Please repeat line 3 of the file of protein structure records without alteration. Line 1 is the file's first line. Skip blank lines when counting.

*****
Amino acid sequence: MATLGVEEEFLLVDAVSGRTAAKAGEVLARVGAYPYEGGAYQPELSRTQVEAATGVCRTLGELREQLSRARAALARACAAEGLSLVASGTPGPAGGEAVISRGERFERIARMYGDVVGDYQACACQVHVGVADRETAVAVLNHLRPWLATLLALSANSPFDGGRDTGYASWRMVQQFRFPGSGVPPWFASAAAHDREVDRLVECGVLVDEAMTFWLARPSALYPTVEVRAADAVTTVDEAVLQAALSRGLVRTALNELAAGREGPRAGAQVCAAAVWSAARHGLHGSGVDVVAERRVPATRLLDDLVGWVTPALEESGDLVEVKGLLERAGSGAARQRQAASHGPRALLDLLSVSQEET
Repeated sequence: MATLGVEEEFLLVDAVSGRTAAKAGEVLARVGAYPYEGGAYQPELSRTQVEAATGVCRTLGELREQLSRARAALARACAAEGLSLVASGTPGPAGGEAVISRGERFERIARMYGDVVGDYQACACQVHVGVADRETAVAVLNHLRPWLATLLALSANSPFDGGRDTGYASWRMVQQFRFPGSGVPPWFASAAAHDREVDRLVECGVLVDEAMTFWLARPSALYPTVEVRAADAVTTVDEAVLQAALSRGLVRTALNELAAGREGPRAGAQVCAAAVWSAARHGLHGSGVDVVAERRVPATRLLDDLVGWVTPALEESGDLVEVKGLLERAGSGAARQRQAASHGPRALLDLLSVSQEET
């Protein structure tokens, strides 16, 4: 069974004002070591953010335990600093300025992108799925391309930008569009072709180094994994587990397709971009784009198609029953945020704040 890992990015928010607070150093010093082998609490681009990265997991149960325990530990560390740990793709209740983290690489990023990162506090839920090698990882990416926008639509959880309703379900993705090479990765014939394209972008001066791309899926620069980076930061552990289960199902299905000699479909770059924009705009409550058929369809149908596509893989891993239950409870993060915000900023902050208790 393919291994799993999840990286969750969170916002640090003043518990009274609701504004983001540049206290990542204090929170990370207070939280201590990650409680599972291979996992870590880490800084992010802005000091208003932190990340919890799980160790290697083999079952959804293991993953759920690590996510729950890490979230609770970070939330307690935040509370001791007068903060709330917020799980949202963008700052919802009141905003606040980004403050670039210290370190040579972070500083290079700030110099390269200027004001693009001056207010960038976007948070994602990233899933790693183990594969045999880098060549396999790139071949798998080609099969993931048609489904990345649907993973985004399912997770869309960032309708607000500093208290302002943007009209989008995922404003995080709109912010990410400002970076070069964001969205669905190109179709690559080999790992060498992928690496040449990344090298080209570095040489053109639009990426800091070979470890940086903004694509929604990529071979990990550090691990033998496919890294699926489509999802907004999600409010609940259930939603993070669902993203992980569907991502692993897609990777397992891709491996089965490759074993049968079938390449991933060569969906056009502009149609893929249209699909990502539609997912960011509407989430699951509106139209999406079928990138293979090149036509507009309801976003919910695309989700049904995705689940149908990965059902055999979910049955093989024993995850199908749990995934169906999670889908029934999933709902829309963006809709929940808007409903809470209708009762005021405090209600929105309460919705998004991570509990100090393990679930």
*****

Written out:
């Protein structure tokens, strides 16, 4: 069974004002070591953010335990600093300025992108799925391309930008569009072709180094994994587990397709971009784009198609029953945020704040 890992990015928010607070150093010093082998609490681009990265997991149960325990530990560390740990793709209740983290690489990023990162506090839920090698990882990416926008639509959880309703379900993705090479990765014939394209972008001066791309899926620069980076930061552990289960199902299905000699479909770059924009705009409550058929369809149908596509893989891993239950409870993060915000900023902050208790 393919291994799993999840990286969750969170916002640090003043518990009274609701504004983001540049206290990542204090929170990370207070939280201590990650409680599972291979996992870590880490800084992010802005000091208003932190990340919890799980160790290697083999079952959804293991993953759920690590996510729950890490979230609770970070939330307690935040509370001791007068903060709330917020799980949202963008700052919802009141905003606040980004403050670039210290370190040579972070500083290079700030110099390269200027004001693009001056207010960038976007948070994602990233899933790693183990594969045999880098060549396999790139071949798998080609099969993931048609489904990345649907993973985004399912997770869309960032309708607000500093208290302002943007009209989008995922404003995080709109912010990410400002970076070069964001969205669905190109179709690559080999790992060498992928690496040449990344090298080209570095040489053109639009990426800091070979470890940086903004694509929604990529071979990990550090691990033998496919890294699926489509999802907004999600409010609940259930939603993070669902993203992980569907991502692993897609990777397992891709491996089965490759074993049968079938390449991933060569969906056009502009149609893929249209699909990502539609997912960011509407989430699951509106139209999406079928990138293979090149036509507009309801976003919910695309989700049904995705689940149908990965059902055999979910049955093989024993995850199908749990995934169906999670889908029934999933709902829309963006809709929940808007409903809470209708009762005021405090209600929105309460919705998004991570509990100090393990679930």